He was such an interesting, weird, well-read man.

So when we learned we would be reading Blake this term, the words of The Lamb came back to me almost instantly.  I suppose that's part of why Mason only wants us to give our children the best - it becomes part of who you are.  And my youngest has chosen The Lamb for her recitation piece!


Warmly,
Nancy

Here's the full quote from Mason - 

Children must be Nurtured on the Best––For the children? They must grow up upon the best. There must never be a period in their lives when they are allowed to read or listen to twaddle or reading-made-easy. There is never a time when they are unequal to worthy thoughts, well put; inspiring tales, well told. Let Blake's 'Songs of Innocence' represent their standard in poetry; De Foe and Stevenson, in prose; and we shall train a race of readers who will demand literature––that is, the fit and beautiful expression of inspiring ideas and pictures of life. Perhaps a printed form to the effect that gifts of books to the children will not be welcome in such and such a family, would greatly assist in this endeavour.  Volume 2.263

A few favorite lines from Blake's Augeries of Innocence
To see a world in a grain of sand
And a heaven in a wild flower,
Hold infinity in the palm of your hand
And eternity in an hour.

8 comments:

  1. Here's a musical setting by an acquaintance: http://clearnotesongbook.com/song/little-lamb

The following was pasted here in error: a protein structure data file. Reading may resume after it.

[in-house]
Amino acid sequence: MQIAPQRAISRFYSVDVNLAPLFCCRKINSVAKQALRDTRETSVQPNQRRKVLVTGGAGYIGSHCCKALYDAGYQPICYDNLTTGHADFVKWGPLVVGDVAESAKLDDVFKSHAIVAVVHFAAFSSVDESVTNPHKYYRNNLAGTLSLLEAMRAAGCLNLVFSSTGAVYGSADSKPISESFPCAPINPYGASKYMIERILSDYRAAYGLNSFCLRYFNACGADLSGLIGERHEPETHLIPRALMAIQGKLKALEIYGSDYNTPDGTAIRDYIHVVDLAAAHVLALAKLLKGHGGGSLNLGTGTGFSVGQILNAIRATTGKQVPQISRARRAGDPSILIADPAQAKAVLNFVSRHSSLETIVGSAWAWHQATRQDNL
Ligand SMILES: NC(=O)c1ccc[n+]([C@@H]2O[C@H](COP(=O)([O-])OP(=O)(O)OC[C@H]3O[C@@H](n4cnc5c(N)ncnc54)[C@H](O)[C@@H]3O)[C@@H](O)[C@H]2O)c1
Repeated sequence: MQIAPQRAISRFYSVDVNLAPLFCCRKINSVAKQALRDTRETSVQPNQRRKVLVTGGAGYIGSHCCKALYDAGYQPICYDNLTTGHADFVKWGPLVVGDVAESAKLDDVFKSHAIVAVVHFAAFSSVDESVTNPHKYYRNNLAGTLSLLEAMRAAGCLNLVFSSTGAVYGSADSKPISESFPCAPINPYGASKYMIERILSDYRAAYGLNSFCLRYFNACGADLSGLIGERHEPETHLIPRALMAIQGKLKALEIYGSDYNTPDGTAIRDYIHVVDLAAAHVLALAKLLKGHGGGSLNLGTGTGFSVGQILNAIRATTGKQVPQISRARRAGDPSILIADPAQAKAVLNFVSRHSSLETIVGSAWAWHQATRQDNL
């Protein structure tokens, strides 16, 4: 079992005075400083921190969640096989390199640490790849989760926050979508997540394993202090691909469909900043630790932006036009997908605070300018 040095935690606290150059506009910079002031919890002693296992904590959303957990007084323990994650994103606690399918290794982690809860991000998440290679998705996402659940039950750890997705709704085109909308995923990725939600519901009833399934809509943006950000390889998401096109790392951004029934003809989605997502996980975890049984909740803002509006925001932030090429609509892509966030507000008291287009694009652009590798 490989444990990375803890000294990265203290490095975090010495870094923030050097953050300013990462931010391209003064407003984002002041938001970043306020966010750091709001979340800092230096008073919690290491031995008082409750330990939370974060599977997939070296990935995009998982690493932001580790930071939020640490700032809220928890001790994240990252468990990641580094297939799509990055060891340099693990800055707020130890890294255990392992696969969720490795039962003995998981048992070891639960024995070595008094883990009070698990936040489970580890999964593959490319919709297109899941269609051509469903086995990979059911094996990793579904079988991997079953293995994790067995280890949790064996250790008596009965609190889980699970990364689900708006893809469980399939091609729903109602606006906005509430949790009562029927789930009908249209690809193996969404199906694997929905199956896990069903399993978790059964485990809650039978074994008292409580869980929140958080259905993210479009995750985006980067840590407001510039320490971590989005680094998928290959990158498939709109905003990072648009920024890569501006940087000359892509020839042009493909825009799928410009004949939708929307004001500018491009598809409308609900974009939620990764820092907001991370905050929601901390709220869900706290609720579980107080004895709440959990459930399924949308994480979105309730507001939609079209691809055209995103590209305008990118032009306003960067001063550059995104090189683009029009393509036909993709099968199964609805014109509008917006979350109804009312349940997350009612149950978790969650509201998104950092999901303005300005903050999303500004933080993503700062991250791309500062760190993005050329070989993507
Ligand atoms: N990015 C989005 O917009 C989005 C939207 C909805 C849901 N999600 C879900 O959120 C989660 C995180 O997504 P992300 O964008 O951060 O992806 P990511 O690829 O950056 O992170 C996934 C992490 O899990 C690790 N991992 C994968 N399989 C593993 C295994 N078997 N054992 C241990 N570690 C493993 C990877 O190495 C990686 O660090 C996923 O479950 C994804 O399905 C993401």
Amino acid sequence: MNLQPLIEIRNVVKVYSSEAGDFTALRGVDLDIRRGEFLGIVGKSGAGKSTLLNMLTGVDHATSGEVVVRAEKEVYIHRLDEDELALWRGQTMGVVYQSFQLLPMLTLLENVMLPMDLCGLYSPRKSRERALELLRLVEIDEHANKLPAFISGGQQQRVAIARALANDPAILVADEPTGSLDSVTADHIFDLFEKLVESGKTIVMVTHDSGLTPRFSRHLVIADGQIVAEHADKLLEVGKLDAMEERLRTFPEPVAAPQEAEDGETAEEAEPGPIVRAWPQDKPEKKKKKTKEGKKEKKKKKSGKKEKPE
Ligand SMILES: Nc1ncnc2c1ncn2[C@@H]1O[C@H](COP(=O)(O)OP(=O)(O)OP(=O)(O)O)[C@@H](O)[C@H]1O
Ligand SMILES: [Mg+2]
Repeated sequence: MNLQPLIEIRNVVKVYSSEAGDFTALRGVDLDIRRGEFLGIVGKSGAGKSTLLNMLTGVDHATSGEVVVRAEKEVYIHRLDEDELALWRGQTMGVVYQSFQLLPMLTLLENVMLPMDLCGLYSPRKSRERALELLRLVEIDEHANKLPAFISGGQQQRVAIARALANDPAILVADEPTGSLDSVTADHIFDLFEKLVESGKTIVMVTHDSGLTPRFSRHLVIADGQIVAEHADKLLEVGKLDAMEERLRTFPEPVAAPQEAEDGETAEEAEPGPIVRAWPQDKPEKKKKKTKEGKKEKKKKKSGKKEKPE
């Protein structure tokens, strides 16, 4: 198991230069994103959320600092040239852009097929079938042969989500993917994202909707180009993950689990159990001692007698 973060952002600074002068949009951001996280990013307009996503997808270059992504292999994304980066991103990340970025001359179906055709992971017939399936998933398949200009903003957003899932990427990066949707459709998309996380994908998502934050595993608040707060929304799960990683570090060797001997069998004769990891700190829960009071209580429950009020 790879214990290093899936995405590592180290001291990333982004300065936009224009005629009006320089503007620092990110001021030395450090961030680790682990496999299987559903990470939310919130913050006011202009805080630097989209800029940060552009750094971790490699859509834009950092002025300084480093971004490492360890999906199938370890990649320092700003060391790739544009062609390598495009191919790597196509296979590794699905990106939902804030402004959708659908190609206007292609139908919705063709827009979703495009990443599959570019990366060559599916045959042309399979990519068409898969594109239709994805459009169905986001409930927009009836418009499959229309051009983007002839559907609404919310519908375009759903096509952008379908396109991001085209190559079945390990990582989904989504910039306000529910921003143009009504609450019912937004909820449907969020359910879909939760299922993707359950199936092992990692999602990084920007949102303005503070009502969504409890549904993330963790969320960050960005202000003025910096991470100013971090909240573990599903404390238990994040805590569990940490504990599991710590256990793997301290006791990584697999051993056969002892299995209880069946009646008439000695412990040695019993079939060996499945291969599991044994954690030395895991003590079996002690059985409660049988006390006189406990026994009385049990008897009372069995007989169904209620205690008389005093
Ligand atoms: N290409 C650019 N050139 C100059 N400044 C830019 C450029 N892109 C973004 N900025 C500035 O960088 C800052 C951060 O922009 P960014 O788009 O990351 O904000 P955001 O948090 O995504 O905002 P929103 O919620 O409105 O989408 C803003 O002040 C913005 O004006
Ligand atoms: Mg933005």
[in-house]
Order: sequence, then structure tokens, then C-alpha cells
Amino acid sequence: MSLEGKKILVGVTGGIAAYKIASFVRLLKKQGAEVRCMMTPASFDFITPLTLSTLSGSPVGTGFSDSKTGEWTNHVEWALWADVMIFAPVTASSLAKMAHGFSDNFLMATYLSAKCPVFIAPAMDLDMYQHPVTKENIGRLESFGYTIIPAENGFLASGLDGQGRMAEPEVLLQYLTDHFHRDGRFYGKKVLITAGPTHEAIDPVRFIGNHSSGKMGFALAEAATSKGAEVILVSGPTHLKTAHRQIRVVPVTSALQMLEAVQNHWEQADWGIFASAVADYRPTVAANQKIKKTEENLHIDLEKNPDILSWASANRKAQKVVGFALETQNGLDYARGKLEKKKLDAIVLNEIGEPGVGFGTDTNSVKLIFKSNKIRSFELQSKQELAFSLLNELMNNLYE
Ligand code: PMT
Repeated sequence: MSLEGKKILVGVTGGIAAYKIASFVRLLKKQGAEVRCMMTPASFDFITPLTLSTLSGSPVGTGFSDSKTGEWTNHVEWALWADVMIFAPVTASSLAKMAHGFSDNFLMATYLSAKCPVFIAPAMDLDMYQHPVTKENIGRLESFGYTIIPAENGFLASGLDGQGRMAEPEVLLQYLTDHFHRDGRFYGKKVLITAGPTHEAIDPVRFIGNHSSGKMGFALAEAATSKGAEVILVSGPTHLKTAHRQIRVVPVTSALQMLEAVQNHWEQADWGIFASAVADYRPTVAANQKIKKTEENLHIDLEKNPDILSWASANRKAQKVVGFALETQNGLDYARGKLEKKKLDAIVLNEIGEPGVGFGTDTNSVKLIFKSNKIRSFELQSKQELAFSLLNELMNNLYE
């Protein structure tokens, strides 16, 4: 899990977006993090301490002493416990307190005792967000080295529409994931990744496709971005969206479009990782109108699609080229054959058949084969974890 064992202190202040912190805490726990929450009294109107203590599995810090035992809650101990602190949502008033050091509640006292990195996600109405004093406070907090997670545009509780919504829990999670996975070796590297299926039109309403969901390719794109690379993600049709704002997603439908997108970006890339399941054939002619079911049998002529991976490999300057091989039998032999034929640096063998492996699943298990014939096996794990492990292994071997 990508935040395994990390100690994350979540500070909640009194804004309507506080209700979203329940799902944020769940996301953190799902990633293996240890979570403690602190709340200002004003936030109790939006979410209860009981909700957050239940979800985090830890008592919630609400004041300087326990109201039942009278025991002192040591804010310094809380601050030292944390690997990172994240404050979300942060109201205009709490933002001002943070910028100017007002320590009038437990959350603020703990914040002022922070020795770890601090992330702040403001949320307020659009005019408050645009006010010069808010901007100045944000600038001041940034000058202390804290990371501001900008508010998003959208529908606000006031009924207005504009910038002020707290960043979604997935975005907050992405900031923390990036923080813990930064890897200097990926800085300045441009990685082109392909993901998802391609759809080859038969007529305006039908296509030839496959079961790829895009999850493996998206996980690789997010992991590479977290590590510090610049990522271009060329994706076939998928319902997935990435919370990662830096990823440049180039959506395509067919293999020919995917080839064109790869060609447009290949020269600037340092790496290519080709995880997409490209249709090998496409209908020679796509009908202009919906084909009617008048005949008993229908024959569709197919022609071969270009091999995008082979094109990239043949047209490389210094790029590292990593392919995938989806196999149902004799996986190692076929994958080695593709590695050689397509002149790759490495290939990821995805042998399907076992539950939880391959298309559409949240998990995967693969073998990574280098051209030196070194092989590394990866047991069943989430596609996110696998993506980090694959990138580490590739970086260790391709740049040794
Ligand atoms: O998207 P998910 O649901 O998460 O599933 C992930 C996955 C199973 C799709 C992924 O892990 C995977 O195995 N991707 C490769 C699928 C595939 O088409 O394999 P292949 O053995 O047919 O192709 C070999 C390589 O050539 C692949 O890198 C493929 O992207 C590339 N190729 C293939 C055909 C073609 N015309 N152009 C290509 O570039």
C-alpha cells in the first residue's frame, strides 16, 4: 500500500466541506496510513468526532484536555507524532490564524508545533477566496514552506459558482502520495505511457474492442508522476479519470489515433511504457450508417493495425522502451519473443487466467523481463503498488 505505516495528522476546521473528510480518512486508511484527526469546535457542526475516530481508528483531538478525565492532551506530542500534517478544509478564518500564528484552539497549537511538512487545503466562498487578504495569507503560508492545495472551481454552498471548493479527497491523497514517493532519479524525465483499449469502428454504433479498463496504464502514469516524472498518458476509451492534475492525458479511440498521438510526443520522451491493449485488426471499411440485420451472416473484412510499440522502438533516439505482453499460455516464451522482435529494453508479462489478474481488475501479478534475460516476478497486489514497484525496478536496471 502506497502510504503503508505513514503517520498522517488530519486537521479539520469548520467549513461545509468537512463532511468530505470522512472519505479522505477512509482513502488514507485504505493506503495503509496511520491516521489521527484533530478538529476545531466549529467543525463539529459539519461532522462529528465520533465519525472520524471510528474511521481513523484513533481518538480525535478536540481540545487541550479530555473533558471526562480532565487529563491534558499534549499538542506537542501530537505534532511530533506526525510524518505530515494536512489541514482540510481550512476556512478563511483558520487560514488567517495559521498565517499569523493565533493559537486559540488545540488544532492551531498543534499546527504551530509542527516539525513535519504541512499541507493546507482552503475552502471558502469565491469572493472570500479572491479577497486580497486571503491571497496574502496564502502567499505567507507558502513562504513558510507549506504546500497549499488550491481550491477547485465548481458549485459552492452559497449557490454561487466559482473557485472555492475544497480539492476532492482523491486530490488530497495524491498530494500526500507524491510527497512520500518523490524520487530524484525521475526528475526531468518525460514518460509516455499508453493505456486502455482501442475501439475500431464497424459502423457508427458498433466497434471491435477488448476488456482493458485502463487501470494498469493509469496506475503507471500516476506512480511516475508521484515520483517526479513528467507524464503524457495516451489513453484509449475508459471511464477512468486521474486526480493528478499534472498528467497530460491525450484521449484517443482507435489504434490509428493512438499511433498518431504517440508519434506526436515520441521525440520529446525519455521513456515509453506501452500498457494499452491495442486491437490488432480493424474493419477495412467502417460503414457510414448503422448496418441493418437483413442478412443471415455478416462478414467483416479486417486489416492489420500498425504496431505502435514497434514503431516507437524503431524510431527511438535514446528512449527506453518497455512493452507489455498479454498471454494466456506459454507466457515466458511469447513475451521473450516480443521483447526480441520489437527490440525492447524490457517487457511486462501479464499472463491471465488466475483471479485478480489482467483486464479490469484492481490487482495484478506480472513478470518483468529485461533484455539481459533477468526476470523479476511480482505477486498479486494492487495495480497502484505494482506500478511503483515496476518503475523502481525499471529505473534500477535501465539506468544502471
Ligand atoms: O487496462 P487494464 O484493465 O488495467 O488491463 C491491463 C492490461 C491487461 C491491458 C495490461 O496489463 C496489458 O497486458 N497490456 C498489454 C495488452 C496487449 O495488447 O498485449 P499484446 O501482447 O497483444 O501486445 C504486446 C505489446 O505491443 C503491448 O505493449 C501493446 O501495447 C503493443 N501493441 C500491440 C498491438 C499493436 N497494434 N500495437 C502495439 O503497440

Elsa

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    1. Thank you, Elsa! We are enjoying that very much!
      Warmly,
      Nancy

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  2. Here's a musical setting by an acquaintance: http://clearnotesongbook.com/song/little-lamb
    Elsa

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  3. What a beautiful lamb snapshot!!! This is so neat, Nancy. I'm reading Fierce Convictions now and it's fascinating. Blake is on my list for poets eventually. That is so neat about the Daugherty title about him! That connection between the two is amazing!!! How neat!!! Recently for some reason, the children and I were talking/reading the Charge of the Light Brigade...and we've had two or THREE references to that very poem crop up in various places and readings. :)

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    1. We do the "CONNECTIONS!!" dance whenever that happens like the good homeschool geeks we can occasionally be.

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  5. Nancy, I know this in an older post, but I've been reading up on Blake as our group has decided to read his poetry this fall. I found this NPR interview with folk artist Martha Rebone, who has put some of Blake's poems to music. I've listened to a few, and they are good!

    http://www.npr.org/2012/10/11/162714267/blakes-poems-reborn-as-bluesy-folk-tunes-burn-bright